How the tech revolution failed creatives

Tech firms once claimed they could set us free. But, as a new book points out, for those working in the creative industries, the offering has proved a particularly bad deal

“I’m an autoworker. I’m a steel man. I’m just another person in the history of the world where their industry has become archaic, and it’s gone.”

This is a quote from musician Kim Deal – she of the Pixies and Breeders. It comes from one of around 140 interviews with creative people, including musicians, visual artists, writers, and the creators of film and TV, in a recent book by critic William Deresiewicz. The Death of the Artist: How Creators are Struggling to Survive in the Age of Billionaires and Big Tech examines the impact of the digital revolution on the creative industries and how its promise of a creative revolution has proved to be a decidedly mixed blessing. It makes for pretty depressing reading.

Deresiewicz contends there are two narratives about the impact of the tech revolution on the lives of artists (by which he means anyone engaging in creative practice). The first story, as told by Big Tech and its evangelists, is that it has never been a better time to be an artist. The old gatekeepers (record labels, publishing houses, etc) have been swept aside, allowing anyone with an urge to create to reach a global audience. Creative software and hardware have massively reduced the cost of production, while social media and the web allow for free, worldwide distribution. We can all be artists now.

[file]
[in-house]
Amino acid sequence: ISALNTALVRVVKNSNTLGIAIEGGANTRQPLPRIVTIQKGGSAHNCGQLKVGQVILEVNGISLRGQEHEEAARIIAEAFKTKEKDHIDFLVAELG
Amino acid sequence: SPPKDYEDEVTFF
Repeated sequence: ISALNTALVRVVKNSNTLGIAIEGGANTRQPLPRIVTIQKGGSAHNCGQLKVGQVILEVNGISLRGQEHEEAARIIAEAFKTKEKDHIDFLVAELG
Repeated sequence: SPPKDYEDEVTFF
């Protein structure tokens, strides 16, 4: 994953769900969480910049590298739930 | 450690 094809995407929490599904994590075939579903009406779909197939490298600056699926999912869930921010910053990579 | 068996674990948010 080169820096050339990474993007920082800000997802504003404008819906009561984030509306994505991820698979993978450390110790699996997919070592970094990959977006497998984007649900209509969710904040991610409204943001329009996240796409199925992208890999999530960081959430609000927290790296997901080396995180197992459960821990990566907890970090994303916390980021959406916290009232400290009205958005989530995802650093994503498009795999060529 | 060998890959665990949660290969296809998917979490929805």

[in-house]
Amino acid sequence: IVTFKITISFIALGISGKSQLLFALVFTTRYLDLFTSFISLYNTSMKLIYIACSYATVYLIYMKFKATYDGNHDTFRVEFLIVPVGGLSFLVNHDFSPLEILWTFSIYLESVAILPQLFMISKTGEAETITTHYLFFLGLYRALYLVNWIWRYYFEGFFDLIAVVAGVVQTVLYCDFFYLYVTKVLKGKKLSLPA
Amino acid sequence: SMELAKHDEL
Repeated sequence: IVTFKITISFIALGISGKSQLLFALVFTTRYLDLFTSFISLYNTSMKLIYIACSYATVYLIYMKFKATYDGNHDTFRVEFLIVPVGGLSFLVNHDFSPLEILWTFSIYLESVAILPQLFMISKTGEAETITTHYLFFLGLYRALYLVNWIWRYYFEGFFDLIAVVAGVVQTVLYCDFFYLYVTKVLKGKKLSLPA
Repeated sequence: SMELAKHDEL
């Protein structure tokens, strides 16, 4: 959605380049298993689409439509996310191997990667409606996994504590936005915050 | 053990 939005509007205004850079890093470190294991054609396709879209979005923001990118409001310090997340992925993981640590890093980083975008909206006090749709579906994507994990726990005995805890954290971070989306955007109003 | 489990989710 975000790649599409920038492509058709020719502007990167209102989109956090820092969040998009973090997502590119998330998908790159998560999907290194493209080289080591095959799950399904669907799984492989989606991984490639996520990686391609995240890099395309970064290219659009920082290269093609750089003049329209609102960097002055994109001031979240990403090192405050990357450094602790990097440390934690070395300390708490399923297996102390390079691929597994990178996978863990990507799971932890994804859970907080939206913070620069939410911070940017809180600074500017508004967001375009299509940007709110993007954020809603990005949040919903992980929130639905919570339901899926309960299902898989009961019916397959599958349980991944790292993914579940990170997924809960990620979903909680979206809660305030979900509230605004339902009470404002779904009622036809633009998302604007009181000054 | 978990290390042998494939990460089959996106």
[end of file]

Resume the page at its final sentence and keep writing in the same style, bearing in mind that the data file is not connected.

Sure, we can all be artists, just as long as we don’t expect to be able to make a living doing it

The other narrative, while accepting the undoubted benefits of cheaper tools and processes, and the opportunities provided by digital distribution, describes a world in which these same forces have destroyed the value of art and the means by which it was possible to sustain a career as a professional creative. Sure, we can all be artists, just as long as we don’t expect to be able to make a living doing it. And if we care about quality, that’s a problem for all of us.